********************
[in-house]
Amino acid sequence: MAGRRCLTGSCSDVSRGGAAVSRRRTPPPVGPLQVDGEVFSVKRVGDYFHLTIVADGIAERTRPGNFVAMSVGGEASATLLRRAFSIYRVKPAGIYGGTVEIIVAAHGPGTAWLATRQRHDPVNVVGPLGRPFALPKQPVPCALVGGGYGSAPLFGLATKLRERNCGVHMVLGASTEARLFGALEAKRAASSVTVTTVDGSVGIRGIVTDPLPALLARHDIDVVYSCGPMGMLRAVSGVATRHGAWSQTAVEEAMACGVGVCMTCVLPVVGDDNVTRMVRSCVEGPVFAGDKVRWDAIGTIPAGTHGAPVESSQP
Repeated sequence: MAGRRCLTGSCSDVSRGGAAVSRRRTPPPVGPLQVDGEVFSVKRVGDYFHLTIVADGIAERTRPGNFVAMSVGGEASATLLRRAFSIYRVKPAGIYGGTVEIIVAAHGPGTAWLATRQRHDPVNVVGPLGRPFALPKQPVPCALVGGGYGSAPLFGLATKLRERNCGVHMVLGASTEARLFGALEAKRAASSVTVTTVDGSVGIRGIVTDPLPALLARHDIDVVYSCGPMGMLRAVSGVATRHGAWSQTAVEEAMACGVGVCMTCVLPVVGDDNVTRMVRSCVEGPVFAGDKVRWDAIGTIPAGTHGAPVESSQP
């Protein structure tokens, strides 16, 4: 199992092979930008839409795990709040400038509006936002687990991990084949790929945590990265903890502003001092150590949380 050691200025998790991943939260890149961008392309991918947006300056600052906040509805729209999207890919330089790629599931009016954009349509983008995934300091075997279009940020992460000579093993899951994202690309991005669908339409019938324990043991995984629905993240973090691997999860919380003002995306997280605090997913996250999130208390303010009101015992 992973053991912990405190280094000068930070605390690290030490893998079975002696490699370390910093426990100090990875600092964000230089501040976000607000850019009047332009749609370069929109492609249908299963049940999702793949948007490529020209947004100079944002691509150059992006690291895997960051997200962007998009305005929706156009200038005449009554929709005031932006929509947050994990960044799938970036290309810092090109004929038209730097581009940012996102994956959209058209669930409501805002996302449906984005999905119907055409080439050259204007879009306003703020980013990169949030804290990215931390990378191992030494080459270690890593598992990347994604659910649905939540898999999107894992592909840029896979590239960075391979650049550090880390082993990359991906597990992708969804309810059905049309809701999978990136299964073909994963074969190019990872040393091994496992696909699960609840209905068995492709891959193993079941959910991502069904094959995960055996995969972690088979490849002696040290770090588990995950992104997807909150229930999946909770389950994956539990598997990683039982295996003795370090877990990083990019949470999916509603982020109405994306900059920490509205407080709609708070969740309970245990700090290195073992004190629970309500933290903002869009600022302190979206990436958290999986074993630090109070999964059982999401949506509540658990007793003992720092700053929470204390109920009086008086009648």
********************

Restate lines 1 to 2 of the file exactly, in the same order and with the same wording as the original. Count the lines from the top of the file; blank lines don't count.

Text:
[in-house]
Amino acid sequence: MAGRRCLTGSCSDVSRGGAAVSRRRTPPPVGPLQVDGEVFSVKRVGDYFHLTIVADGIAERTRPGNFVAMSVGGEASATLLRRAFSIYRVKPAGIYGGTVEIIVAAHGPGTAWLATRQRHDPVNVVGPLGRPFALPKQPVPCALVGGGYGSAPLFGLATKLRERNCGVHMVLGASTEARLFGALEAKRAASSVTVTTVDGSVGIRGIVTDPLPALLARHDIDVVYSCGPMGMLRAVSGVATRHGAWSQTAVEEAMACGVGVCMTCVLPVVGDDNVTRMVRSCVEGPVFAGDKVRWDAIGTIPAGTHGAPVESSQP